The Bitcoin white paper was published in 2008 by an anonymous figure known as Satoshi Nakamoto. Bitcoin then launched in early 2009. At the time, our global economy was in the midst of a collapse.
A distrust of the global banking system was, in part, what inspired Nakamoto to create a digital currency in the first place. At first glance, our monetary systems seem fine and dandy. We can’t deny, credit and debit cards are fast and easy. But let’s take a closer look:
To use a credit or debit card to make digital payments, we need a bank or third party to manage everyone's accounts. As a result, our society has greatly expanded the roles of banks and credit card companies in our financial systems.
And let's not forget that credit and debit cards make global transactions a total pain! If you want to send money to Aunt Jessica halfway across the world, it’s often expensive and slow.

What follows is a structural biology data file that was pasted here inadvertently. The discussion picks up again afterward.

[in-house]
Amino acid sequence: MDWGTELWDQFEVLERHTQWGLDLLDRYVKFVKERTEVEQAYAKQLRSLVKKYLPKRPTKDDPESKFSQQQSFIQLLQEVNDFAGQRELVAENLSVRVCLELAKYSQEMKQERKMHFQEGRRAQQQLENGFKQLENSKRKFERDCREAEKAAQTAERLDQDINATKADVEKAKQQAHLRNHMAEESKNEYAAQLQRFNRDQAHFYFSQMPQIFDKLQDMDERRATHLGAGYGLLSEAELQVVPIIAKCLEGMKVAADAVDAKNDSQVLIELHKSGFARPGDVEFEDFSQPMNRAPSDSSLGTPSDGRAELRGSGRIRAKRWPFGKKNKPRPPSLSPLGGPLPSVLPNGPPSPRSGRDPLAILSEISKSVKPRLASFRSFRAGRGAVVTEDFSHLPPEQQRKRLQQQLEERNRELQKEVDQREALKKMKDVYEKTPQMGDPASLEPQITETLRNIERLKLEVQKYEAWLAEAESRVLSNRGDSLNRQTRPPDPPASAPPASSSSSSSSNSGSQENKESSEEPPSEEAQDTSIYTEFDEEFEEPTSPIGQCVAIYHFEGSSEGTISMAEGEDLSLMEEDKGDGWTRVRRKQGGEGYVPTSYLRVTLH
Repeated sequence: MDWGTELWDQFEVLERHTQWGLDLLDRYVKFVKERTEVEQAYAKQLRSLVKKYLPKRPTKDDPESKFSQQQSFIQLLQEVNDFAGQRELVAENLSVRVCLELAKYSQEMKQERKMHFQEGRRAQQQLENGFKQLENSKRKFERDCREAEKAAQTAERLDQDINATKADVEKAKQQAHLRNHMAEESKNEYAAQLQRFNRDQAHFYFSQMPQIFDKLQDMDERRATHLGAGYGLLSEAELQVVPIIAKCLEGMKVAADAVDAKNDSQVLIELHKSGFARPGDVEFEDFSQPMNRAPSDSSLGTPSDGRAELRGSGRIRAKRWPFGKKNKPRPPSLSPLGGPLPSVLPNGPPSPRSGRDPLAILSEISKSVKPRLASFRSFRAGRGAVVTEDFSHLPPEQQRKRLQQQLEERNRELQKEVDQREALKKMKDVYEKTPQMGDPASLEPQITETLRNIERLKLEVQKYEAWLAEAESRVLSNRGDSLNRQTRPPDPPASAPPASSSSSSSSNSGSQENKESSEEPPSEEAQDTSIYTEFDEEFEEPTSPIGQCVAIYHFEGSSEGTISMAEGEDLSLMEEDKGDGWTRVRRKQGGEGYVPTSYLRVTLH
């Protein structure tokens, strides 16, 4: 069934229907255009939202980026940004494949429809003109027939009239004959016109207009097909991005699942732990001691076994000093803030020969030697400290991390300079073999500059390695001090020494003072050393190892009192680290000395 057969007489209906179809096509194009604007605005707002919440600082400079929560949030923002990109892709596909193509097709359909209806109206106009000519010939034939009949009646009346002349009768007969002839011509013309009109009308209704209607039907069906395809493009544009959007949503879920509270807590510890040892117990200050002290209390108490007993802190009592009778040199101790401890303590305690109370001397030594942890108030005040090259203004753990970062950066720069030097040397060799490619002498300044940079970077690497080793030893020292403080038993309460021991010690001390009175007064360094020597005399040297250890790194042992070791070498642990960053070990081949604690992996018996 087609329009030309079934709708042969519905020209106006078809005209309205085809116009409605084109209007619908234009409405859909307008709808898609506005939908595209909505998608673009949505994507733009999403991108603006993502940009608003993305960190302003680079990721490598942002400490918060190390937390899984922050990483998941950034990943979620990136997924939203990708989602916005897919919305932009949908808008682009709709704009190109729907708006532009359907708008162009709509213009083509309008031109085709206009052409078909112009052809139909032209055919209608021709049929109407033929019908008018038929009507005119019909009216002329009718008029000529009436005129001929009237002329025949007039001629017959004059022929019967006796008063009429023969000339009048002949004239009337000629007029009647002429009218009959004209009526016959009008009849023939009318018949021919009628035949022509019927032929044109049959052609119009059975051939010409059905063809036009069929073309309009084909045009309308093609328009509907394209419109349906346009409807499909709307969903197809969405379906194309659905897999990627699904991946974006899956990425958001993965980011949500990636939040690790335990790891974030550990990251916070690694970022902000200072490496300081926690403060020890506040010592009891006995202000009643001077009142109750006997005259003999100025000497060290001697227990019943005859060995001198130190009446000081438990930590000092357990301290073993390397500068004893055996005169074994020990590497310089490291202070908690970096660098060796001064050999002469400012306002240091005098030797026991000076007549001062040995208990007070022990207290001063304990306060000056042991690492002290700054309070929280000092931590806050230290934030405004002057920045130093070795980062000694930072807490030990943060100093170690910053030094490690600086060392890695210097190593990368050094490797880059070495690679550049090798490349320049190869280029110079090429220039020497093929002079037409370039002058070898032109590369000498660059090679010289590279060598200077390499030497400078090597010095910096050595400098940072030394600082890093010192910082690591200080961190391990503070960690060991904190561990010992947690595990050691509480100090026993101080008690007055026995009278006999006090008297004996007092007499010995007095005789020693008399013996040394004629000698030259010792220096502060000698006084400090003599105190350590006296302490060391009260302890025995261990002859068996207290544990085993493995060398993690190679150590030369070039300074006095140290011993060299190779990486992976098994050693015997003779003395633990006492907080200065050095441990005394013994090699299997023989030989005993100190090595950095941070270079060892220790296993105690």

Computer scientists decided to solve this issue by creating global, digital currency that would not rely on central banks or governments.
After much deliberation (and many failed attempts by other cryptographers and computer scientists), Satoshi Nakamoto released the Bitcoin protocol, introducing the world to the first ever distributed currency.
P.S. While we're on the subject of protocols... the Bitcoin Protocol is a set of rules that govern the Bitcoin network. The Bitcoin (capital B) network uses a cryptocurrency called bitcoin (lower-case b). You spend bitcoins. The rules governing the whole ecosystem are explained in the Bitcoin Protocol.